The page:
Columbine Training for Cops With Almost Real Bullets - NBC New York

Columbine Training for Cops With Almost Real Bullets

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    Columbine Training for Cops With Almost Real Bullets
    NBCNewYork
    Brian Thompson and the firing squad

    I was the "Right Wing" on a four man "Active Shooter Squad."

    Then, as we turned the corner into the cafeteria, I found myself on the left, kneeling with my 9mm pistol loaded with plastic bullets called "Simunition."

    Two men were standing side by side -- yet back lit by the windows. There was a gun visible in the hand of one. He started to pivot, and I opened fire -- emptying my clip.

    The soap-filled bullets started to fly as I winged one assailant, then hit the guy I saw holding the gun, at least a couple of times.

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    Oh no.

    Turns out the first guy I hit was playing the "hostage."

    The three cops in my team had held their fire because the team leader wanted to try to negotiate with the Bad Guy.

    Was I trigger happy?

    "Just because he's holding the hostage doesn't mean you have to allow yourself to be shot," said Leonia, N.J., Police Chief Jay Ziegler.

    So I got some cover from the Chief on my first and probably last foray into something levels above a paintball game.

    Leonia has just 18 police officers, the Chief included. But it has a high school, and it has its share of troubled kids "like communities you find all across the United States," said Chief Ziegler.

    That's why his department for the past three or four years has been training at least twice a year at Leonia High School while the students are on break, as they were this winter day.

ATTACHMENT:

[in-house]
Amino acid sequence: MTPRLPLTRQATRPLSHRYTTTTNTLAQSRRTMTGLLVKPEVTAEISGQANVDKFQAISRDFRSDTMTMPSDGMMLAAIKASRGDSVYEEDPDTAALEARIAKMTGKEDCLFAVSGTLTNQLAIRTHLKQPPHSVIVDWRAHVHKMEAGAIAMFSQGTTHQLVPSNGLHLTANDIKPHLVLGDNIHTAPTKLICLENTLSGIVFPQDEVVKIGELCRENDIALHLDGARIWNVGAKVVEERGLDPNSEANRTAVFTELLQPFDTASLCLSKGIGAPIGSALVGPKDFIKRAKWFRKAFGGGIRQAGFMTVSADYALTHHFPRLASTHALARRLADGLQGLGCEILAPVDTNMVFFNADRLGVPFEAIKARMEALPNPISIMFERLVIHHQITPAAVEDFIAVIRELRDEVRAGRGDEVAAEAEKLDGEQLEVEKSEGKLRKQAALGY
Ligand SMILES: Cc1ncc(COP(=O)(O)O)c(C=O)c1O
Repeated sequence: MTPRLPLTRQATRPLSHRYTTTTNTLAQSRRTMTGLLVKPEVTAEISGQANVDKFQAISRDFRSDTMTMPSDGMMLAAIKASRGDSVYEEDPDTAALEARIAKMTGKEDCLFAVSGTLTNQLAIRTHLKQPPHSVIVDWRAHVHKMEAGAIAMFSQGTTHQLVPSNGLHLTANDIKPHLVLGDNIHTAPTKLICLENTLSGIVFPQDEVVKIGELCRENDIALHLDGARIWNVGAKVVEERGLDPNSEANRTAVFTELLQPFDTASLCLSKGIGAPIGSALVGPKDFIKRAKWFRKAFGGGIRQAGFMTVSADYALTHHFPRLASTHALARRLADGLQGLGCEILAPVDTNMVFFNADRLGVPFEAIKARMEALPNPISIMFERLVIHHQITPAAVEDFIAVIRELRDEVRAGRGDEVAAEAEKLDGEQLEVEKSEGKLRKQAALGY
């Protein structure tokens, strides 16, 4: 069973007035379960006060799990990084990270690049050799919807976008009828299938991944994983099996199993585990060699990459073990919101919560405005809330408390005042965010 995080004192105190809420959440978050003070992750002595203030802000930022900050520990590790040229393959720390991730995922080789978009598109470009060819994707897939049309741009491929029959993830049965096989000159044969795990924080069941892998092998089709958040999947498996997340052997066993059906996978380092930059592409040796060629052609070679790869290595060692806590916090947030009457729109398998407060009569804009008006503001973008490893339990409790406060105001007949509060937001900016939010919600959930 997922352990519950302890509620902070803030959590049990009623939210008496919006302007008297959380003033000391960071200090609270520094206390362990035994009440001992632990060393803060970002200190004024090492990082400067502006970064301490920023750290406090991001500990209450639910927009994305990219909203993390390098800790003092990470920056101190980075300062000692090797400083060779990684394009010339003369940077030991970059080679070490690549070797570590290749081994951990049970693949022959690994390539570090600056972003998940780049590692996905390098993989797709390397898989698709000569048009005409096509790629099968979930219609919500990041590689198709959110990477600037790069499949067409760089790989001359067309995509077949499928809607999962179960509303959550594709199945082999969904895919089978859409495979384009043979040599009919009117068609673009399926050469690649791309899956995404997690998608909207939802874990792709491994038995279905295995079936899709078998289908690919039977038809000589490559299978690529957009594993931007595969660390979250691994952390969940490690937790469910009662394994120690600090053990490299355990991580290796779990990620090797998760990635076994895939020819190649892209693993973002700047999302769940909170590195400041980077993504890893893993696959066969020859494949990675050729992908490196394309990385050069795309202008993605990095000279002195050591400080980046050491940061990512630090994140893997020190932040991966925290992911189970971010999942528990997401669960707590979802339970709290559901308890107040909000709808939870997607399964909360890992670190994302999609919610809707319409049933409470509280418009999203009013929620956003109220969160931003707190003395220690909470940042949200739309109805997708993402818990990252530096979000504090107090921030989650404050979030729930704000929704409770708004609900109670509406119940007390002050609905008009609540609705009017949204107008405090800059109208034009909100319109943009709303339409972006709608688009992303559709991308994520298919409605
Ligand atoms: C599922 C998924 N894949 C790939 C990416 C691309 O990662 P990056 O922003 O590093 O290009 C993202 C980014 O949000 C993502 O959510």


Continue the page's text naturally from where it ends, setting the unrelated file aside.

And the ammo, a product called FX Simunition, requires protective gear for your head, and, well, let's just say other sensitive parts of your lower body.

    "The Simunition itself stings a little bit," said Officer Sihoon Chung.

    A part of me was curious to know what it would feel like to be hit by a round or two.

    But when I played a hostage, and Officer Chung was the Bad Guy, it was automatic for me to take a dive just nanoseconds before the Active Shooter Squad opened fire.

    That's the kind of reality training Chief Ziegler aims for, and he admitted it can be a little pricey. That's why, he told me, many departments either use less intensive training, or don't even bother.

    "I think it's as realistic as it gets," said Sgt. Dave Stein.

    I asked him how he would do if there was a real Columbine-type incident in his small borough.

    "I think we would do very well," he said.

    Just don't call on this reporter to be your wing man.